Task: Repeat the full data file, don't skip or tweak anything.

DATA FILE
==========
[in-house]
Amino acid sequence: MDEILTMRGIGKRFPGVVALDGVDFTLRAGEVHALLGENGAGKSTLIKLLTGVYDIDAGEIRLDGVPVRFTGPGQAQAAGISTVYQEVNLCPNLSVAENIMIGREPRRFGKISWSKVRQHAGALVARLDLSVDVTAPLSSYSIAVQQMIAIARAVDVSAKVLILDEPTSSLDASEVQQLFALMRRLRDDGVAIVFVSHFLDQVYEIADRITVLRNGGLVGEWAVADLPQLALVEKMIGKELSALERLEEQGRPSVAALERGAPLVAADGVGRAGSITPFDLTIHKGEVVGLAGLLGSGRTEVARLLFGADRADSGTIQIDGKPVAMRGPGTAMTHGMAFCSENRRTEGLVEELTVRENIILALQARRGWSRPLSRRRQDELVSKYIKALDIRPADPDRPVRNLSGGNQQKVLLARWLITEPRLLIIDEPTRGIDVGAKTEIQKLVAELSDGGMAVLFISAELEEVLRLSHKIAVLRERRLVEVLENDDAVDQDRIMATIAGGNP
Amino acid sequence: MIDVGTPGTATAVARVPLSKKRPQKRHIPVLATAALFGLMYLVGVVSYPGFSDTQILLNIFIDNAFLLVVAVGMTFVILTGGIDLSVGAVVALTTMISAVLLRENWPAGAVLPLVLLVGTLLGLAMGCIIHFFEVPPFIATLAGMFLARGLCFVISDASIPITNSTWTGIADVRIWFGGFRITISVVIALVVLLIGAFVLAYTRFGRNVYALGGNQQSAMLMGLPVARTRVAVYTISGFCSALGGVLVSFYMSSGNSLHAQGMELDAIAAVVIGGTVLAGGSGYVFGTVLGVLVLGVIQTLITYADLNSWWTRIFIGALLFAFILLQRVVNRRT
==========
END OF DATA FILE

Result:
[in-house]
Amino acid sequence: MDEILTMRGIGKRFPGVVALDGVDFTLRAGEVHALLGENGAGKSTLIKLLTGVYDIDAGEIRLDGVPVRFTGPGQAQAAGISTVYQEVNLCPNLSVAENIMIGREPRRFGKISWSKVRQHAGALVARLDLSVDVTAPLSSYSIAVQQMIAIARAVDVSAKVLILDEPTSSLDASEVQQLFALMRRLRDDGVAIVFVSHFLDQVYEIADRITVLRNGGLVGEWAVADLPQLALVEKMIGKELSALERLEEQGRPSVAALERGAPLVAADGVGRAGSITPFDLTIHKGEVVGLAGLLGSGRTEVARLLFGADRADSGTIQIDGKPVAMRGPGTAMTHGMAFCSENRRTEGLVEELTVRENIILALQARRGWSRPLSRRRQDELVSKYIKALDIRPADPDRPVRNLSGGNQQKVLLARWLITEPRLLIIDEPTRGIDVGAKTEIQKLVAELSDGGMAVLFISAELEEVLRLSHKIAVLRERRLVEVLENDDAVDQDRIMATIAGGNP
Amino acid sequence: MIDVGTPGTATAVARVPLSKKRPQKRHIPVLATAALFGLMYLVGVVSYPGFSDTQILLNIFIDNAFLLVVAVGMTFVILTGGIDLSVGAVVALTTMISAVLLRENWPAGAVLPLVLLVGTLLGLAMGCIIHFFEVPPFIATLAGMFLARGLCFVISDASIPITNSTWTGIADVRIWFGGFRITISVVIALVVLLIGAFVLAYTRFGRNVYALGGNQQSAMLMGLPVARTRVAVYTISGFCSALGGVLVSFYMSSGNSLHAQGMELDAIAAVVIGGTVLAGGSGYVFGTVLGVLVLGVIQTLITYADLNSWWTRIFIGALLFAFILLQRVVNRRT